Third, if it wasn’t for points one and two, The Hot Zone really could be read as a “damn, Ebola really isn’t that dangerous or contagious so I have little to worry about” narrative. Preston describes many “near misses”–people who were exposed to huge amounts of “lethally hot” Ebola-laden body fluids, but never get sick–but doesn’t really bother to expose them as such. All 35 or so people on the little commuter plane Monet flies on between his plantation in western Kenya and Nairobi, deathly ill, vomiting his coffee grounds and dripping nasal blood into the airsickness bag he handed to a flight attendant–none of them come down with the disease.

The single secondary infection Monet causes is in a physician at the hospital where he’s treated, after his bowels “ripped open” like a bedsheet. That physician, Shem Musoke, not only swept out Monet’s mouth until “his hands became greasy with black curd” but also was “showered” with black vomit, striking him in the eyes and mouth. Monet’s blood covered Musoke’s “hands, wrists, and forearms,” because “he was not wearing rubber gloves.” Musoke developed Marburg virus disease, but survived–one of the few secondary cases of infection described in the book.

Another “close call” was that of Nurse Mayinga N. She had been caring for one of the Ebola-infected nuns at Ngaliema Hospital in Kinshasa during the 1976 outbreak in Zaire, the first detected entry of Zaire Ebolavirus into the human population. Beginning to feel ill herself, she ditched her job and disappeared into the city for two days. She took a taxi to a different, larger, hospital in the city, but was sent away with a malaria shot. She’s examined at a third hospital and sent away. Finally she returns to Ngaliema hospital and is admitted, but by that time, had caused a panic. Preston says:

“When the story reached the offices of the World Health Organization in Geneva, the place went into full-scale alert…Nurse Mayinga seemed to be a vector for an explosive chain of lethal transmission in a crowded third-world city with a population of two million people. Officials at WHO began to fear that Nurse Mayinga would become the vector for a world-wide plague. European governments contemplated blocking flights from Kinshasa. The fact that one infected person had wandered around the city for two days when she should have been isolated in a hospital room began to look like a species-threatening event.”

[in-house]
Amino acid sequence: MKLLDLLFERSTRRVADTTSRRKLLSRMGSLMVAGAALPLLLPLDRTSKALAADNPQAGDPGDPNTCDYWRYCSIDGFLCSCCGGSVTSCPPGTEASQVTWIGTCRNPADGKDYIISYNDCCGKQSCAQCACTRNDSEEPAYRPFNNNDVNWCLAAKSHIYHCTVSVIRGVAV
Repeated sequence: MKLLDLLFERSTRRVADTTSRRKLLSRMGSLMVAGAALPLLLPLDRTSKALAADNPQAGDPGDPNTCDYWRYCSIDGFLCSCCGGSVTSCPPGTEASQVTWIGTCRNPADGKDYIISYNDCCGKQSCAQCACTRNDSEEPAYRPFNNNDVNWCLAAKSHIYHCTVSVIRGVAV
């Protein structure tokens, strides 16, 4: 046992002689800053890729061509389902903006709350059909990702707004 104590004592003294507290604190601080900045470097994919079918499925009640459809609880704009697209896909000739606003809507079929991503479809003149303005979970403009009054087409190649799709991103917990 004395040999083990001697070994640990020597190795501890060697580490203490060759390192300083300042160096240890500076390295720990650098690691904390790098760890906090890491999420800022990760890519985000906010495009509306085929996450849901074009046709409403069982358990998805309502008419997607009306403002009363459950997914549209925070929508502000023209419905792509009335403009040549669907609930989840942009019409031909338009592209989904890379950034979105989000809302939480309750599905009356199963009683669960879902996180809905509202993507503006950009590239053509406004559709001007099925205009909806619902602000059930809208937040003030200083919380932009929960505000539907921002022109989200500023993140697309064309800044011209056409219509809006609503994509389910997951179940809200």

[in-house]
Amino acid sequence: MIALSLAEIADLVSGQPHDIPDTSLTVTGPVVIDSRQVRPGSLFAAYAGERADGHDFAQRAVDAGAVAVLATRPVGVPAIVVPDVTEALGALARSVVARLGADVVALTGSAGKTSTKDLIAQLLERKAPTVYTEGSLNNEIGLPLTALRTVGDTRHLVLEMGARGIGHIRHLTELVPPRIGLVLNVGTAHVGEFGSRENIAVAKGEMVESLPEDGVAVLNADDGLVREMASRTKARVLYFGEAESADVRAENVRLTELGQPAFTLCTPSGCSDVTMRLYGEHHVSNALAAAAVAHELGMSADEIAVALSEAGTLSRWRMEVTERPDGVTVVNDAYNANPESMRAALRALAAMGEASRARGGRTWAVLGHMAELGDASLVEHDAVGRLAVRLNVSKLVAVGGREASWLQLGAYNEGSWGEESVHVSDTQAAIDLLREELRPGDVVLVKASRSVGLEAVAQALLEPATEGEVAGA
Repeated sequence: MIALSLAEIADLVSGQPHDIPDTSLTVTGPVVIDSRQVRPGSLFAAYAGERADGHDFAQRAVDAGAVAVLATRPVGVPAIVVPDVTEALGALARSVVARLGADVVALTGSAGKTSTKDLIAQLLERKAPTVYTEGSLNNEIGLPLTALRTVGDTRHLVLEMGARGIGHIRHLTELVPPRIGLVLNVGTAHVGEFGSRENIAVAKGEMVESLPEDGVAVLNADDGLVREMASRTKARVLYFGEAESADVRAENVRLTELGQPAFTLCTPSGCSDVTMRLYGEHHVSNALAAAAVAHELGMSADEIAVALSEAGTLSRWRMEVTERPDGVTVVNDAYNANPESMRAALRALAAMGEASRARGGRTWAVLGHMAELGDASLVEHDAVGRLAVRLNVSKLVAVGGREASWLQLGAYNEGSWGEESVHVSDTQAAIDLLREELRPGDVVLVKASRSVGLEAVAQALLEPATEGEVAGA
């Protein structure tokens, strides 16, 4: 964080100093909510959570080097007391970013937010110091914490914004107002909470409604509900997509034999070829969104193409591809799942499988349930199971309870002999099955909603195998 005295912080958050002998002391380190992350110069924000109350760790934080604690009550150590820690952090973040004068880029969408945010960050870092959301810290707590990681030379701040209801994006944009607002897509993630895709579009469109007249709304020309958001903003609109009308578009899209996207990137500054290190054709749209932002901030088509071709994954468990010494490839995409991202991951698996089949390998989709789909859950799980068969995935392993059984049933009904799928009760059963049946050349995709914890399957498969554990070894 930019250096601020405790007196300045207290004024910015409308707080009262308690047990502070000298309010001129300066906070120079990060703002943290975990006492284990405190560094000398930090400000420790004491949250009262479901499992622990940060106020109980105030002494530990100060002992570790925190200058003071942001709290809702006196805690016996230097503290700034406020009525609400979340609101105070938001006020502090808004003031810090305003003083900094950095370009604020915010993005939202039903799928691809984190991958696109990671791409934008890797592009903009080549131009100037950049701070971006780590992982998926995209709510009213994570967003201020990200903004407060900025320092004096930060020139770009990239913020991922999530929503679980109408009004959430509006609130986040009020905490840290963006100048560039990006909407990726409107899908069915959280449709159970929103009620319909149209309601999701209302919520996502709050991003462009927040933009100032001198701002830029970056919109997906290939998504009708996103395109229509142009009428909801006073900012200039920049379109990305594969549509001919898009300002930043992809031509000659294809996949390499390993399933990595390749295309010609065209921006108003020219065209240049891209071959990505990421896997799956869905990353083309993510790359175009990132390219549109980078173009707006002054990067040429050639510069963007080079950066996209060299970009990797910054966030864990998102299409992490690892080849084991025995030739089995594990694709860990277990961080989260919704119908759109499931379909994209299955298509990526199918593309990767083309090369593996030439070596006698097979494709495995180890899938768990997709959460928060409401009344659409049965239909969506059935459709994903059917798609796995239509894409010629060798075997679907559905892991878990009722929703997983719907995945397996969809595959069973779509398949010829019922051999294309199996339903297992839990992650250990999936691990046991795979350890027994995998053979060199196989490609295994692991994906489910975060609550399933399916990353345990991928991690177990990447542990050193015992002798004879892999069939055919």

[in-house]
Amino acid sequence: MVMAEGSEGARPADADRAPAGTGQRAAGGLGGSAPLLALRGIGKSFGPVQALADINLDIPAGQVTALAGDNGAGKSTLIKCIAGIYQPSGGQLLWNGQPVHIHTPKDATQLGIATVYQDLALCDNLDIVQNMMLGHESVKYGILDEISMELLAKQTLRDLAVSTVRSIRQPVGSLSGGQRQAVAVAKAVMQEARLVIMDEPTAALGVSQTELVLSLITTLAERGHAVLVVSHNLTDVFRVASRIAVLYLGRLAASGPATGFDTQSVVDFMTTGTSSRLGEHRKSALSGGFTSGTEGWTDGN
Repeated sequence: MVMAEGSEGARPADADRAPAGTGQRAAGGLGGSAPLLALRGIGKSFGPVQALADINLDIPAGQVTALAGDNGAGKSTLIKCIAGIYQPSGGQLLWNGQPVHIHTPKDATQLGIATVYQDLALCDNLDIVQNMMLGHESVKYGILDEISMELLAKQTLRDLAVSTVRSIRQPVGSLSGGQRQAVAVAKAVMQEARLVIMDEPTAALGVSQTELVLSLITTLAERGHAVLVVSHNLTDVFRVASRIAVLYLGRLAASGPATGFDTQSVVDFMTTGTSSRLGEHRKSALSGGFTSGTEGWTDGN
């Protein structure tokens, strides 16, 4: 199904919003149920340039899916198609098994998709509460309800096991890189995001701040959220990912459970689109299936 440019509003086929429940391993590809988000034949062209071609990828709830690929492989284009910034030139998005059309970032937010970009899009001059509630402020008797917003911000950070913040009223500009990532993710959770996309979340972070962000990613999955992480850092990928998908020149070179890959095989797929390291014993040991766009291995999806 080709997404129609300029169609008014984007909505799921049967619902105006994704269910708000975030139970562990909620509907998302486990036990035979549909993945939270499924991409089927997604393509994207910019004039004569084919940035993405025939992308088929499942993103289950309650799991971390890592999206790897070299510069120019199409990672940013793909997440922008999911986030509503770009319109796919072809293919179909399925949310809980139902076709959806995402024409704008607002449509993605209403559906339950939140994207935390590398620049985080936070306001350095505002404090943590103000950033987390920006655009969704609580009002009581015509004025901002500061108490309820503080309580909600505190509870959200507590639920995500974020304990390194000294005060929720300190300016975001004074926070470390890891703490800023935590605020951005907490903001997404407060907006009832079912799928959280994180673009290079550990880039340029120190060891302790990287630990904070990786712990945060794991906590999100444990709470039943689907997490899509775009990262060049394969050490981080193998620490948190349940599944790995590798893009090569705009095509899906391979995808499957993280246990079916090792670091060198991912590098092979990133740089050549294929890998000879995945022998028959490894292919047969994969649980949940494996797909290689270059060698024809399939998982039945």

How many secondary cases were the result of Mayinga N’s wanderings? That possibly “species-threatening” event? Preston again devotes several paragraphs to Mayinga’s gruesome illness and death, and notes that 37 people were identified as contacts of hers during her time wandering Kinshasa. He tells us they were quarantined “for a couple of weeks.”

The fact that exactly zero people were infected because of Mayinga’s time in Kinshasa merits half a paragraph, and not dramatic or memorable. “She had shared a bottle of soda pop with someone, and not even that person became ill. The crisis passed.” <–Yes, that is a direct quote and the end of the chapter on Mayinga. Contrast that to Preston’s language above.

Finally, beyond the science and the fear-mongering about Ebola, beyond everything and everyone in the story “liquefying” and “dissolving” and “bleeding out,” reading this book again as an adult, as a woman in a science career with a partner and kids, I was also left annoyed at the portrayal of the scientists. All of the major characters except one, Nancy Jaax, are men of course, ranging in age from late 20s to 50s-60sish. Understandable since this is in a mostly-male military institution and in a BLS4 setting to boot, but the one Preston focuses on for much of the narrative is Jaax.